Gemstar Guides Comcast Home3/25/2001 7:00 PM Eastern
Gemstar-TV Guide International Inc. signed Comcast Corp. to a 20-year deal to license its interactive program guide, the companies announced Friday morning.
The agreement is a big boost for Gemstar, considering that Comcast is one of the four MSOs that formed the TVGateway consortium with WorldGate Communications Inc. last summer in order to compete with Gemstar in the guide market.
Comcast agreed to deploy TV Guide Interactive to the "substantial majority" of its systems, including its six major-market clusters, Gemstar co-president Peter Boylan said during a conference call. The deal includes advertising and television-commerce revenue splits, as well as video-on-demand and personal video recorder integration, he added.
Gemstar and Comcast cut a separate deal that will see Comcast launch Gemstar's Television Games Network "in two of their top states" within the next several quarters, Boylan said. The network allows cable subscribers to gamble on horse races from their living rooms.
Comcast spokeswoman Jenni Moyer said she couldn't confirm the Television Games carriage deal.
Gemstar will retain an 85- percent minimum of advertising revenue and 50 percent of television-commerce revenue generated through TV Guide Interactive, with Comcast keeping the remainder, Boylan said. The MSO will earn additional local avails as it moves "closer to 100 percent penetration" of TV Guide Interactive, he added.
Comcast also agreed to dump the "Sara" IPG supplied by Scientific-Atlanta Inc. and replace it with TV Guide Interactive, Boylan said. Gemstar currently has patent-infringement suits and an International Trade Commission complaint pending against S-A, EchoStar Communications Corp. and Pioneer Electronics Corp.
Moyer said Comcast agreed to replace the S-A guide with TV Guide once the integration work is complete. S-A officials didn't return calls before deadline.
Gemstar's IPG is now deployed to two-thirds of Comcast's 1.4 million digital-cable subscribers, UBS Warburg estimated.
WorldGate spokesman Jim Boyle refuted Boylan's claim that TV Guide will be distributed to the "substantial majority" of Comcast systems, insisting Gemstar will only get a majority of Comcast subscribers.
Even though Charter Communications Inc., another TVGateway partner, recently signed a 10-year licensing deal with Gemstar, Boyle insisted that the consortium remains committed to rolling out TVGateway. "There was never an expectation that there would not be deals done with TV Guide," he added.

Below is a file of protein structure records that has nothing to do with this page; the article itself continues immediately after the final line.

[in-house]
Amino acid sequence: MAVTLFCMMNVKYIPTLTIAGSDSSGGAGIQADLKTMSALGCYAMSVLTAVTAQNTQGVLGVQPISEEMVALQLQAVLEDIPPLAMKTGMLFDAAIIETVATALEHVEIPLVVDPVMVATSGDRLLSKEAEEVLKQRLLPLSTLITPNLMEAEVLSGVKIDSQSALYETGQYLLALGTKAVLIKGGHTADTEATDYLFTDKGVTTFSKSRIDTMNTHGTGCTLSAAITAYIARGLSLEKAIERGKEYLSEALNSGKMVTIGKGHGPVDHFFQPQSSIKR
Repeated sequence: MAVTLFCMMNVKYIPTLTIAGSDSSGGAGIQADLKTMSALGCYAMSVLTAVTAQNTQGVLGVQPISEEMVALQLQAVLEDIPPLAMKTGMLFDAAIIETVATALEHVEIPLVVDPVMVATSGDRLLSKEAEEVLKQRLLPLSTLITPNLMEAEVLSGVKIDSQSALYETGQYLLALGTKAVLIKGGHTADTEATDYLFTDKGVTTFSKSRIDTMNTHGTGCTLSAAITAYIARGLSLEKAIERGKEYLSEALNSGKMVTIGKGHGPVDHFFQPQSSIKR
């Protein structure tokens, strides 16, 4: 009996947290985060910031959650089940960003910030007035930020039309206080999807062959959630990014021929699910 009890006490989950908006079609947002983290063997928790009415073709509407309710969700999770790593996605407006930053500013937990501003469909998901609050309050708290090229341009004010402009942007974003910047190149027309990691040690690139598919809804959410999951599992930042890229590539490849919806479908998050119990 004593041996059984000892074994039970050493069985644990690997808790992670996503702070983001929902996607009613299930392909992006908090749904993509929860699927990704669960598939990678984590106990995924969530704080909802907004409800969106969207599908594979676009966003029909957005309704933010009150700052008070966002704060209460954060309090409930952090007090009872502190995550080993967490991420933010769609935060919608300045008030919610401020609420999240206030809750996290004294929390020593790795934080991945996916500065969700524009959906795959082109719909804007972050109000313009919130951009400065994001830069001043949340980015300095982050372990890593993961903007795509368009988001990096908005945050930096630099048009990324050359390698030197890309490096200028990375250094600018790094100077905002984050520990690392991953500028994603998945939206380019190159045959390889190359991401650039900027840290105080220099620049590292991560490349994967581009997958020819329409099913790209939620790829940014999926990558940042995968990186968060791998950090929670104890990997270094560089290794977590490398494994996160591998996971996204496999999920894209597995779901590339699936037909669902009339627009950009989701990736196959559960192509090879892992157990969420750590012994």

WorldGate has claimed that TVGateway is deployed on 24 cable systems, but won't disclose the specific systems owned by consortium members that have the guide.
Boylan devoted a big chunk of Friday's conference call with analysts to lambasting EchoStar CEO Charlie Ergen. He complained that Ergen told some "pretty tall tales" about the merits of Gemstar's patent-infringement suit against EchoStar at a March 14 Janco Partners conference.
"It's what you would expect from any poker player that has been dealt a bad hand," Boylan said of Ergen, a gambling fan who has been known to play poker with Wall Street analysts.
Boylan said that Ergen told investors and analysts that even if EchoStar lost the case, it wouldn't be a significant loss, because the company could just use the flash memory capability of its set-tops to download a new guide to its set-tops.
"I believe this is not only misleading, but it ignores that if they were to be found guilty of infringement, the damages would go back to 1994 on every box," Boylan said. "And if we prove willful infringement, that number would be tripled."
EchoStar spokeswoman Judianne Atencio confirmed that Ergen spoke at the Janco conference, but said the company would not comment on Boylan's remarks on Friday.
Shares in both EchoStar and S-A had dropped about 4 percent by 1 p.m. on Friday.
Gemstar stock had jumped about 17 percent by that time, after falling to a 52-week low of $25.50 last Thursday.